Sales vs finance in a SaaSCo— friends or rivals?

Miguel Fernandez
Miguel Fernandez
Co-founder & CEO
Posted on
December 15, 2020
min read
Sales vs finance in a SaaSCo— friends or rivals?

In a fast-growing SaaSCo, Sales and Finance don’t get along so well. There are a lot of conflicting priorities and the pace of growth makes alignment even more difficult. Let’s take a look at the goals of each of these teams:


Sales leaders want to maximize the ARR they close. Period. That can be done mostly with two levers:

  • Increasing the price — selling at high ACVs
  • Increasing the amount of customers closed with the same sales reps — shortening salescycle

The problem is that usually these two priorities also conflict with each other. The higher the price, the more hurdles the buyer needs to go through to purchase, which means that the salescycle is extended. Therefore, every bit of friction in the salesprocess is a huge pain for the Sales team. And some of that friction is not external. It comes from within. Caused by the Finance team priorities.

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Finance leaders have four priorities:

  • Aligning bookings with cash — “if a sale is booked today, cash should be coming in today”
  • Cash predictability — how much cash exactly is there going to be in a bank at a certain date and how is that impacted by decisions today
  • Cost of capital — optimal mix of funding sources
  • Minimizing payback at a customer level — months until a customer relationship is cash flow positive

If we take into account customers priorities, then things get a little more complex and there are numerous conflicts. See table below.

As explained above, sometimes there’s alignment but there are many conflicts:

  • Payment terms — Finance wants customers to pay upfront. But if Sales forces that, then this leads to longer salescycles, as it’s harder for customers to commit. That conflicts with Sales and Customer’s low-friction short salescycles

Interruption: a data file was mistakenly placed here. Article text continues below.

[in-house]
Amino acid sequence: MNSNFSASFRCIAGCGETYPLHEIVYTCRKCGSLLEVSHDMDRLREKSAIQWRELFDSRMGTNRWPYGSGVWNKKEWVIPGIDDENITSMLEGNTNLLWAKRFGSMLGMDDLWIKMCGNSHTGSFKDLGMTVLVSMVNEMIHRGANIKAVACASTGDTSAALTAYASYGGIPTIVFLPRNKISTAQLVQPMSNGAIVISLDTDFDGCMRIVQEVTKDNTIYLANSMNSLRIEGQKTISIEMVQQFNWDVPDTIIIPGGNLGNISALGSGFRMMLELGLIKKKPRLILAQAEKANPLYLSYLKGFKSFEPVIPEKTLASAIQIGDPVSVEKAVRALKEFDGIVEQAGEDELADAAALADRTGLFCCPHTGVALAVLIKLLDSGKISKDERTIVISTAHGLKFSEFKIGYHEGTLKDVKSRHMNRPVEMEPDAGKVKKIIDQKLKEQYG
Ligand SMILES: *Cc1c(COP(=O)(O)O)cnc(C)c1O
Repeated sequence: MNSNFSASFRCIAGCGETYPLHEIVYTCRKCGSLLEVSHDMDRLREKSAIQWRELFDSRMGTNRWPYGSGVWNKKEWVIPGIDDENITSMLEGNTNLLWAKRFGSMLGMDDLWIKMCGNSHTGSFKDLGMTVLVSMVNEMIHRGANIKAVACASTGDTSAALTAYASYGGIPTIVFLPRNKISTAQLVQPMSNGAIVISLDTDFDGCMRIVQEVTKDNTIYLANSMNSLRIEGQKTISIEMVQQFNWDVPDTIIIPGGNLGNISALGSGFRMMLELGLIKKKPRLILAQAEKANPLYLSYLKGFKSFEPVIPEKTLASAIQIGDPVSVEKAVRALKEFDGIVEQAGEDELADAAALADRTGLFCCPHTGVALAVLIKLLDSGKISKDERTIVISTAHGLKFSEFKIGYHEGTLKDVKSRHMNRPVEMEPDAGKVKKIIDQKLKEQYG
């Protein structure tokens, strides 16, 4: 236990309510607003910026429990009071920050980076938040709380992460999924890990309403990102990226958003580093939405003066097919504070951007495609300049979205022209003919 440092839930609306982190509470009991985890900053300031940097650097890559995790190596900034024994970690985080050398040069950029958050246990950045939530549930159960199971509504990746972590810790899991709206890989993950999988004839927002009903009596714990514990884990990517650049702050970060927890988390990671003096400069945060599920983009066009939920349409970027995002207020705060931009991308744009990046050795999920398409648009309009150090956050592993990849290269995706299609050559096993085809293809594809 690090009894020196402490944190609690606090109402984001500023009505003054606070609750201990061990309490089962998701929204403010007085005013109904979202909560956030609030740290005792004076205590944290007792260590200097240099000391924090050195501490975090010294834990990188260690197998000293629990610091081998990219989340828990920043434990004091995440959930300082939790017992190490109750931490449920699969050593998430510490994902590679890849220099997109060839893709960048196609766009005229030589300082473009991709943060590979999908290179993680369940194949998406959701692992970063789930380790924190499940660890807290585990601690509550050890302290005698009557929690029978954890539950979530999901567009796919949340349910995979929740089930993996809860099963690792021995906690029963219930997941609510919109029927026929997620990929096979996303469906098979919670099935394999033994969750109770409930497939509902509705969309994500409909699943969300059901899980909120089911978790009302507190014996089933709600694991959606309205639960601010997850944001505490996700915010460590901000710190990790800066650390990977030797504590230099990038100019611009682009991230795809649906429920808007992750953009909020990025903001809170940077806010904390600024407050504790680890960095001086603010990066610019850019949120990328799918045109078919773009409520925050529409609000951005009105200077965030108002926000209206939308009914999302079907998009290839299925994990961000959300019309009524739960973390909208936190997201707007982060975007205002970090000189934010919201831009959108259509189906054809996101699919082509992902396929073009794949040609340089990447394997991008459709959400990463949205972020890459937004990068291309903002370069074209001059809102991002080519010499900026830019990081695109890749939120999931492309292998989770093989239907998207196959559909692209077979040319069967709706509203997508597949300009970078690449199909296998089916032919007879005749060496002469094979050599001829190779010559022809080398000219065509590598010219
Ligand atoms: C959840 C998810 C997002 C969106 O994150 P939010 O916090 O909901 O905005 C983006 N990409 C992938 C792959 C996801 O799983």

• Salescycle — In order to respect Finance’s upfront payment priority and shorter salescycles, Sales starts to negotiate and get creative to incentivize the customers to pay upfront. All these drawn out sales process means that the same sales people sell to less customers so the CAC increases — and Finance gets annoyed. Sales then pushes to accelerate salescycles. And they do so giving out discounts
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Now, is there a way in which Sales and the customers would be happy? Every sale is a negotiation. And salespeople usually use 4 levers to close a deal:

  • Product composition — impacts ACV but usually extends salescycle. The more seats / products the more hurdles
  • Discounts / Price — cut ACV and accelerate salescycle
  • Payment terms — reduces salescycle but increases payback
  • Date of signing — impacts salescycle

Given that salespeople’s compensation is greatly impacted by variable comp and that is tied to time periods (months / quarters), there tends to be an over focus on discounts as the lever to make sure that deals are closed “this month”. This, as explained before destroys lifetime value. It’s really hard to get customers to pay more in every renewal for the same product.

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What if Sales could use flexible payment terms — which has a huge value for the end customer — as the main lever to increase urgency in the salescycle and accelerate sales? For example, “okay, I checked with the VP of Sales and we can offer you flexible payment terms, but we need to get this signed this week”. This would be great for protecting ACV but it impacts payback and Finance won’t agree.

It seems like a circular problem that can’t get solved.

But it can be solved.

Now, salespeople can use payment terms as the main giveaway to close deals faster. No more discounts, and they protect the ARR.

And the customer is happy and paying monthly.

Then Capchase upfronts the next 12 payments of the customer.

And Finance is happy because the payback took less than a day since closing the customer. Now all the acquisition, implementation and sales commissions are offset by the upfront payment and there is fresh cash to continue investing in more customers.

And there is very little tradeoff. It’s way cheaper than a discount, and most importantly, it doesn’t affect the topline. The topline (ARR) is protected and costs increase a little.

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